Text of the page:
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Past TV judge characters have included the protagonist of the show Judge Roy Bean, a half-hour 1956 series that was turned into a feature-length film starring Paul Newman in 1972, and Judge Harry T. Stone (played by Harry Anderson), the jocular justice on the popular mid-Eighties series Night Court. But probably the best-known TV judge is Judge Joseph Wapner, the moralistic, paternal jurist on the long-running but now canceled People's Court, a syndicated program that paid nominal sums to both parties in small-claims suits. A new version of People's Court, currently in syndication, features former New York City Mayor Ed Koch as the judge.
Maximum Bob Gibbs will be a bit different. He will say all the things a real judge would love to say but can't. "But this guy's got the balls to say them," explains Gansa from his home in Los Angeles. "Gibbs takes it one step too far, and that's what makes it funny."
During the show's recent production period in Palm Beach County, Mounts showed Bridges around his house, including a peek at his orchid collection. One need not have been there to know what Bridges saw. Leonard's Maximum Bob gives a fair rendering of an abbreviated tour of Mounts' property:
She walked past the attached garage to the north end of the house, looking at a scrub growth and a line of Australian pines in the distance. The canal curved off in that direction toward the lake.... Another few steps would take her around the corner to the screened porch and the backyard, the judge's gardens, his orchids hanging in trees.
(A painting depicting Mounts wading through a swamp looking for orchids faces the judge's office desk. It is not a very good painting, but it does represent one of Mounts' true passions. Just like the character Bob Gibbs, Mounts has an extensive orchid collection at his home. The word orchid comes from the Greek orkhis, which means testicle, Mounts explains, apropos of nothing in particular, adding that in English an orchidectomy is surgery on one or both of the testes.)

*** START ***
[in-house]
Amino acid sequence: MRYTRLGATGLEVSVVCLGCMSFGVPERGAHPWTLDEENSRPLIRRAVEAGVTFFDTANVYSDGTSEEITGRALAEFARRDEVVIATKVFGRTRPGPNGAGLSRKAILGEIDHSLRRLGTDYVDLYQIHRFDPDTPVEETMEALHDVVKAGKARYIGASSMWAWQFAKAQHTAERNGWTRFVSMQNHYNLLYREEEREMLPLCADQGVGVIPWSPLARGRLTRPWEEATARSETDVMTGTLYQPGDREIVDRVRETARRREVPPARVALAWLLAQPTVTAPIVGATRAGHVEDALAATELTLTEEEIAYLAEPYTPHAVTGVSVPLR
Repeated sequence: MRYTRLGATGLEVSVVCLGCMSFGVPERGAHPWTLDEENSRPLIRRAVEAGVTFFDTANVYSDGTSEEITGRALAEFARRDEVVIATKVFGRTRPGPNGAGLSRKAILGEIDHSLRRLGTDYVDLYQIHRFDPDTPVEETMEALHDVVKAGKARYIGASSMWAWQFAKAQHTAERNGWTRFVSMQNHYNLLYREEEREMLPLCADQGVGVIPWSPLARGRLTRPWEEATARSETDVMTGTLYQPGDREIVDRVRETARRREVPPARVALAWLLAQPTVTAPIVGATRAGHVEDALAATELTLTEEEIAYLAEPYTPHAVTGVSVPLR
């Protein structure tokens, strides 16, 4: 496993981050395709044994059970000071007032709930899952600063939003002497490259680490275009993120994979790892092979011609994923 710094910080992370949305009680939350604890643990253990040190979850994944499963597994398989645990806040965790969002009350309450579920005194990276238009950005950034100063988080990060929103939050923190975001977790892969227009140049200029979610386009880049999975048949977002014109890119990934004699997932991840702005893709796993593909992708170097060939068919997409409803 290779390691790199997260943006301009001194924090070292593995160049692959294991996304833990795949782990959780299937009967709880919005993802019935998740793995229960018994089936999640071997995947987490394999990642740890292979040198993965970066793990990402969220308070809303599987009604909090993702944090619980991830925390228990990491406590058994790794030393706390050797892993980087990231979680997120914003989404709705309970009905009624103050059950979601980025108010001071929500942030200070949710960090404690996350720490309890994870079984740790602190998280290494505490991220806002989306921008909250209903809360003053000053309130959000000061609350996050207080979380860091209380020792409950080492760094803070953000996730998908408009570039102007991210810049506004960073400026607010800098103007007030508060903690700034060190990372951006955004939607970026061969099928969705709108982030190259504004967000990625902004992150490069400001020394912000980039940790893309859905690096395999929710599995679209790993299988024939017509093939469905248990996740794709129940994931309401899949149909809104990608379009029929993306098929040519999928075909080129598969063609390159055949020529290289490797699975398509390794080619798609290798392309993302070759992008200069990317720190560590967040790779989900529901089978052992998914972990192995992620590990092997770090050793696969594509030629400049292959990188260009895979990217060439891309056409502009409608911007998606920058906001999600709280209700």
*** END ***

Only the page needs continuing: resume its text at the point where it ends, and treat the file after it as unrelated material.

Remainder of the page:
The TV show's producers found Mounts' place so picturesque that they wanted to use it as Gibbs' house. But when it proved too small for filming, they instead used a stately brick mansion in Jupiter with two-story pillars, a feature that lends a suitably Southern feel.
In fact the whole show has a distinctly Southern motif, which explains why Gansa shifted the locale from West Palm Beach to a fictional Florida town he called Deep Water. At least for the pilot episode of Maximum Bob, Deep Water is really downtown Lake Worth, with that town's City Hall exterior standing in for Gibbs' courthouse.
Meanwhile, TV series or no TV series, Marvin Mounts continues to perform his judicial responsibilities. When he first decided to run for that vacant circuit court judgeship 25 years ago, he thought it was an opportunity to exercise power, he now admits. It was also, he believed, an opportunity to help people. Had he chosen instead to run for the state attorney's office that became available around the same time, he understood that he would be responsible for a staff that would succeed or fail based on their merits in the courtroom. As a judge, however, he knew that he alone would be held accountable. "If you're a judge," he remarks, "you're sort of off on your own.